Brown fat on lambs crucial for surviving

Research physiologist Dr Sue McCoard, from AgResearch's Grasslands campus in Palmerston North, is finding better ways of measuring brown fat stores in animals. Photo by AgResearch.
Research physiologist Dr Sue McCoard, from AgResearch's Grasslands campus in Palmerston North, is finding better ways of measuring brown fat stores in animals. Photo by AgResearch.
Not all fats are created equal, and work by AgResearch is looking into how this knowledge can help reduce lamb deaths.

In good conditions, mortality of twins and triplets is below 10% and 20% respectively, but in poor weather conditions it can be much more.

Many of these deaths occur in the first three days of life, often because the lamb is unable to generate enough body heat to keep warm during periods of extreme weather.

Immediately after birth and until they get a feed, lambs have only one main way to regulate and maintain their body temperature: burn ''brown fat'' to generate heat.

This special fat, officially called brown adipose tissue, is vital for newborn lambs to generate enough heat to survive extreme weather conditions.

Previous work at AgResearch looking at the effects of various maternal supplements on lamb birth-weight and growth performance also saw an increase in brown fat stores.

Research physiologist Dr Sue McCoard, from AgResearch's Grasslands campus in Palmerston North wanted to look more closely at this effect, as well as finding better ways of measuring brown fat stores in animals.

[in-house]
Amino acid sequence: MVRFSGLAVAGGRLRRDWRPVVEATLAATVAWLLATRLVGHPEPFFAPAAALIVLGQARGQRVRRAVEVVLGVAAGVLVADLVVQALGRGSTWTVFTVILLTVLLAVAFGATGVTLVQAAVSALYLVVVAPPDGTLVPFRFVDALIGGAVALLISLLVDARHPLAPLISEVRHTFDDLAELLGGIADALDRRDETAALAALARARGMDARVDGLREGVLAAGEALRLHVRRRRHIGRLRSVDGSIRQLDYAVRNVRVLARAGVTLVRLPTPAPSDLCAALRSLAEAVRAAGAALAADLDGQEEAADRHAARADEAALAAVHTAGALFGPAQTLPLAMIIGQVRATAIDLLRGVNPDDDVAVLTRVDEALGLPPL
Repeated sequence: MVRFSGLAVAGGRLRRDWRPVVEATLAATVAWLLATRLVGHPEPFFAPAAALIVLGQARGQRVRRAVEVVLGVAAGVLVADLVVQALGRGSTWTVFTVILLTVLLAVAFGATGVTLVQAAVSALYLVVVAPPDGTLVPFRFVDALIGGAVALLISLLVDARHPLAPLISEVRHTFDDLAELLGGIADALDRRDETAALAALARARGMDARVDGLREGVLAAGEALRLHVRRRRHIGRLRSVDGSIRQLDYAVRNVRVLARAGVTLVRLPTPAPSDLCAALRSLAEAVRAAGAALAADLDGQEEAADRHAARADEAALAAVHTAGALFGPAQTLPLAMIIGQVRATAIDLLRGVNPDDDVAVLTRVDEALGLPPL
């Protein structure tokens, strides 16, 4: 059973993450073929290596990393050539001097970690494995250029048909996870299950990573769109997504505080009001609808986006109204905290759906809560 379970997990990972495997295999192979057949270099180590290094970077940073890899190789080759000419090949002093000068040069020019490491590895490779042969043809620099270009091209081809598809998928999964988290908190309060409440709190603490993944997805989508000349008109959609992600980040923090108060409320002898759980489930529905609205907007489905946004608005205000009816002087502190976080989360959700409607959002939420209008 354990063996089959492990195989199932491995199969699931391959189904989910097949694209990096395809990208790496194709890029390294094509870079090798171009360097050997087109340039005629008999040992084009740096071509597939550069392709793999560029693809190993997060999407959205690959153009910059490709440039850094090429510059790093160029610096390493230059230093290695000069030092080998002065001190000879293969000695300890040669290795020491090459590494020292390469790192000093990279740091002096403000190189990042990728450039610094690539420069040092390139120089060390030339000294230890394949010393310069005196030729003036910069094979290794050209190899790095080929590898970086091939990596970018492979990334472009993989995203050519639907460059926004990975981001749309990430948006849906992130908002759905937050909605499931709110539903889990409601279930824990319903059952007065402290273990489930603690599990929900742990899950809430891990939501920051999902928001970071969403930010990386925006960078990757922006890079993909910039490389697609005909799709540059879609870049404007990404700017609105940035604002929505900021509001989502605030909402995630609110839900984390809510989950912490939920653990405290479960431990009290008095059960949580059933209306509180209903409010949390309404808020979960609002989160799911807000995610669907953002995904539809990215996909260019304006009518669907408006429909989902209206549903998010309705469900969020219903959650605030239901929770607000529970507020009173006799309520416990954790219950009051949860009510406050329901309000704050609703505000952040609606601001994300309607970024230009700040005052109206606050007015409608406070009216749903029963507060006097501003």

She received a $35,000 Curiosity Fund grant, which is a seed fund enabling AgResearch staff to investigate ideas that could benefit the pastoral sector.

Her project has been looking at using thermal-imaging as the first non-invasive way to measure the amount of brown fat in the body, and what could possibly increase brown fat deposit in multiple newborns.

''For the first few days of life, newborn lambs are reliant on the brown fat.

''This is particularly important if they are born in challenging circumstances such as storms, where chill index is high, or if they don't have much milk to drink,'' Dr McCoard said.

''Thermo-imaging is being looked at as a non-invasive way to gauge the amount and availability of brown fat carried by each animal.

''Previous to this, the only way to measure brown fat in the body required the slaughter of animals.''

Increasing prolificacy in sheep is a cost-effective approach to increase the efficiency of meat production in a sustainable manner.

An increase in multiple pregnancies is one of the reasons lamb production in New Zealand has been maintained despite reductions in the number of breeding ewes in the past 20 years.

However, twins and triplets are usually smaller at birth and suffer increased mortality early in life compared to their singleton counterparts.

''It's a major issue on-farm, particularly where ewes haven't been allocated enough feed, in times of cold stress,'' Dr McCoard said.

''Finding consistent ways to increasing brown fat in newborn lambs is key to improving core temperature, and therefore survivability in early life.

''Increased lamb survival, and increasing the number of live lambs that can be sold or used as replacements, will make a major contribution to the welfare and economic outcomes of lamb production on New Zealand sheep farms,'' she said.